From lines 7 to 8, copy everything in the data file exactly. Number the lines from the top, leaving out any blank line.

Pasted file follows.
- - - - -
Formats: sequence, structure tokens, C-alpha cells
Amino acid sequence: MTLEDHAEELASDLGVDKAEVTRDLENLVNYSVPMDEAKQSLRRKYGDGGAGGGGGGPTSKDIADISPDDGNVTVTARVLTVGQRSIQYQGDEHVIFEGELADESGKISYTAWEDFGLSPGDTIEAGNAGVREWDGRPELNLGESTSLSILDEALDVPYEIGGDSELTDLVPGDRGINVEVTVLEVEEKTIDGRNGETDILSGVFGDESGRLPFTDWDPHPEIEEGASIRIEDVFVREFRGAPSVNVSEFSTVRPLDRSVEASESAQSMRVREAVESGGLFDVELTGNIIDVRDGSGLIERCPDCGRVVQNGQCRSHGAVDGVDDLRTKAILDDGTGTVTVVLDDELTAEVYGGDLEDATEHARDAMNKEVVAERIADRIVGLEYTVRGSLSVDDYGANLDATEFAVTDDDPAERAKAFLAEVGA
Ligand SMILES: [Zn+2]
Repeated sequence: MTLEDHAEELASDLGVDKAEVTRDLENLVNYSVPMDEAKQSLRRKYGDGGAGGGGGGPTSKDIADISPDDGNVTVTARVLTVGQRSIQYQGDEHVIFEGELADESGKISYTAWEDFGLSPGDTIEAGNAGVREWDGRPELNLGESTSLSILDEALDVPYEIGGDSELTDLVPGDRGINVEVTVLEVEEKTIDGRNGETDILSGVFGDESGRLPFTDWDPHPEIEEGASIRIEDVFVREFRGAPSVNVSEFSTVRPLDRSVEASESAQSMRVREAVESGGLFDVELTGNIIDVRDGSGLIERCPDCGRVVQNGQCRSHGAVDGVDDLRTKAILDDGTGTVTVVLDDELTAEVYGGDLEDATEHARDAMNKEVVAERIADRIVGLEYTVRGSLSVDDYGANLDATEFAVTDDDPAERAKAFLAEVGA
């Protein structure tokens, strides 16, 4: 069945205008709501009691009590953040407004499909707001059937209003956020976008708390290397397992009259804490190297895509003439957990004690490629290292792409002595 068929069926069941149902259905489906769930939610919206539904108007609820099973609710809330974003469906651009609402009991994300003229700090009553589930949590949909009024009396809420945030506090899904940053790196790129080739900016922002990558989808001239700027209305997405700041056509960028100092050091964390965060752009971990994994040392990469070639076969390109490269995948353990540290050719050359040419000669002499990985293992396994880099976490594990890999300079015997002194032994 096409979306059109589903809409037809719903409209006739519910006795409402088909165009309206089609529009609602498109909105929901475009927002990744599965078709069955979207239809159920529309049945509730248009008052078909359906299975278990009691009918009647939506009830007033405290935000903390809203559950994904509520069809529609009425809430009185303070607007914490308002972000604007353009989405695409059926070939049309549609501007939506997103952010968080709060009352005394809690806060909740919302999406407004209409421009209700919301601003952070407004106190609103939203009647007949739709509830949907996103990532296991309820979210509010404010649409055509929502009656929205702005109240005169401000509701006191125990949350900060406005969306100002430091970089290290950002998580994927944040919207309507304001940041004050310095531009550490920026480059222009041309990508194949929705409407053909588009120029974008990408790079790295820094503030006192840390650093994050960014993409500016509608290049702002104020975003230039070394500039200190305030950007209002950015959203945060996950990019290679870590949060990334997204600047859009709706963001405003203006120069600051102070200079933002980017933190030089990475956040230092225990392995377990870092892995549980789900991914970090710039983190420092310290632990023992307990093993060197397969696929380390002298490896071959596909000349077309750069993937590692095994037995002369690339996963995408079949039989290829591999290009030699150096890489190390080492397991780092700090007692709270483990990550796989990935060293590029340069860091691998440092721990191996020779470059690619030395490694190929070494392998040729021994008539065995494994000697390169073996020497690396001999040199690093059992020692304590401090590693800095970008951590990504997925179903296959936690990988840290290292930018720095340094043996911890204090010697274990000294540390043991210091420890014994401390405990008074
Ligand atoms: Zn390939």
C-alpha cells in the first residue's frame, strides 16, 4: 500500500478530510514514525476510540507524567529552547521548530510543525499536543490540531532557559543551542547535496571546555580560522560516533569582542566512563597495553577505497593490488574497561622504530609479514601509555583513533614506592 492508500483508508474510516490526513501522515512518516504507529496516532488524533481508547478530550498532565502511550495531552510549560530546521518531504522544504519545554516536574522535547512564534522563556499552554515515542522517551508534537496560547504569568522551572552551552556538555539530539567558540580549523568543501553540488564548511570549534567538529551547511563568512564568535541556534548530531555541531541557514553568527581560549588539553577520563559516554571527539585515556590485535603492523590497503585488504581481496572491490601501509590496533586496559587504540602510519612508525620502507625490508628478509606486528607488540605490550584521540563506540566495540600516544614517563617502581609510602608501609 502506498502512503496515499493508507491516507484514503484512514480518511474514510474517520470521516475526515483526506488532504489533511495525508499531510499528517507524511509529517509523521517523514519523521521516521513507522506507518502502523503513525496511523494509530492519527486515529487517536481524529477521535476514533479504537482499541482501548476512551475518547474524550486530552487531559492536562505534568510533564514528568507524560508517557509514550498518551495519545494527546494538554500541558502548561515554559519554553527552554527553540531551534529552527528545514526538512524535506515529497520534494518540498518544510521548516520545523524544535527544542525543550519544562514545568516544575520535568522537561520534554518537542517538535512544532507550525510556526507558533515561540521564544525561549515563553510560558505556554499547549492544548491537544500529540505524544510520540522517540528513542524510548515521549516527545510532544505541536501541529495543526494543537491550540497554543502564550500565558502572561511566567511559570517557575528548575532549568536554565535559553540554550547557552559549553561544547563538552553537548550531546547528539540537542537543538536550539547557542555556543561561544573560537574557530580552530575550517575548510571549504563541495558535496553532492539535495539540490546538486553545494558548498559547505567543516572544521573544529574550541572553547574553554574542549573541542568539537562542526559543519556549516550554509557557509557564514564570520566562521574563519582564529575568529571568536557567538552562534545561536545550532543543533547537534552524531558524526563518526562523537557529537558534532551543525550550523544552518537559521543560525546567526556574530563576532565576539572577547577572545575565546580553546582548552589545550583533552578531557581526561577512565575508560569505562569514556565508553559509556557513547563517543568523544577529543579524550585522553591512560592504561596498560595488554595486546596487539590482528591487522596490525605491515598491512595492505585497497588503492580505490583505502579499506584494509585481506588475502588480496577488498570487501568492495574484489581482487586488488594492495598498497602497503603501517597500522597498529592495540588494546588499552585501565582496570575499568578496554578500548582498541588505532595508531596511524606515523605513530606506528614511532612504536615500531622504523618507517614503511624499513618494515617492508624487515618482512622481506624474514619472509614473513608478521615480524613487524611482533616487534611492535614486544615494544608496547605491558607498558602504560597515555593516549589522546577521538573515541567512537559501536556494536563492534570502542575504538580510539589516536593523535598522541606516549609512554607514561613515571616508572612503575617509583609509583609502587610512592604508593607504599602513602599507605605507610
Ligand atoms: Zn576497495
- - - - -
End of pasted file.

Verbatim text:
C-alpha cells in the first residue's frame, strides 16, 4: 500500500478530510514514525476510540507524567529552547521548530510543525499536543490540531532557559543551542547535496571546555580560522560516533569582542566512563597495553577505497593490488574497561622504530609479514601509555583513533614506592 492508500483508508474510516490526513501522515512518516504507529496516532488524533481508547478530550498532565502511550495531552510549560530546521518531504522544504519545554516536574522535547512564534522563556499552554515515542522517551508534537496560547504569568522551572552551552556538555539530539567558540580549523568543501553540488564548511570549534567538529551547511563568512564568535541556534548530531555541531541557514553568527581560549588539553577520563559516554571527539585515556590485535603492523590497503585488504581481496572491490601501509590496533586496559587504540602510519612508525620502507625490508628478509606486528607488540605490550584521540563506540566495540600516544614517563617502581609510602608501609 502506498502512503496515499493508507491516507484514503484512514480518511474514510474517520470521516475526515483526506488532504489533511495525508499531510499528517507524511509529517509523521517523514519523521521516521513507522506507518502502523503513525496511523494509530492519527486515529487517536481524529477521535476514533479504537482499541482501548476512551475518547474524550486530552487531559492536562505534568510533564514528568507524560508517557509514550498518551495519545494527546494538554500541558502548561515554559519554553527552554527553540531551534529552527528545514526538512524535506515529497520534494518540498518544510521548516520545523524544535527544542525543550519544562514545568516544575520535568522537561520534554518537542517538535512544532507550525510556526507558533515561540521564544525561549515563553510560558505556554499547549492544548491537544500529540505524544510520540522517540528513542524510548515521549516527545510532544505541536501541529495543526494543537491550540497554543502564550500565558502572561511566567511559570517557575528548575532549568536554565535559553540554550547557552559549553561544547563538552553537548550531546547528539540537542537543538536550539547557542555556543561561544573560537574557530580552530575550517575548510571549504563541495558535496553532492539535495539540490546538486553545494558548498559547505567543516572544521573544529574550541572553547574553554574542549573541542568539537562542526559543519556549516550554509557557509557564514564570520566562521574563519582564529575568529571568536557567538552562534545561536545550532543543533547537534552524531558524526563518526562523537557529537558534532551543525550550523544552518537559521543560525546567526556574530563576532565576539572577547577572545575565546580553546582548552589545550583533552578531557581526561577512565575508560569505562569514556565508553559509556557513547563517543568523544577529543579524550585522553591512560592504561596498560595488554595486546596487539590482528591487522596490525605491515598491512595492505585497497588503492580505490583505502579499506584494509585481506588475502588480496577488498570487501568492495574484489581482487586488488594492495598498497602497503603501517597500522597498529592495540588494546588499552585501565582496570575499568578496554578500548582498541588505532595508531596511524606515523605513530606506528614511532612504536615500531622504523618507517614503511624499513618494515617492508624487515618482512622481506624474514619472509614473513608478521615480524613487524611482533616487534611492535614486544615494544608496547605491558607498558602504560597515555593516549589522546577521538573515541567512537559501536556494536563492534570502542575504538580510539589516536593523535598522541606516549609512554607514561613515571616508572612503575617509583609509583609502587610512592604508593607504599602513602599507605605507610
Ligand atoms: Zn576497495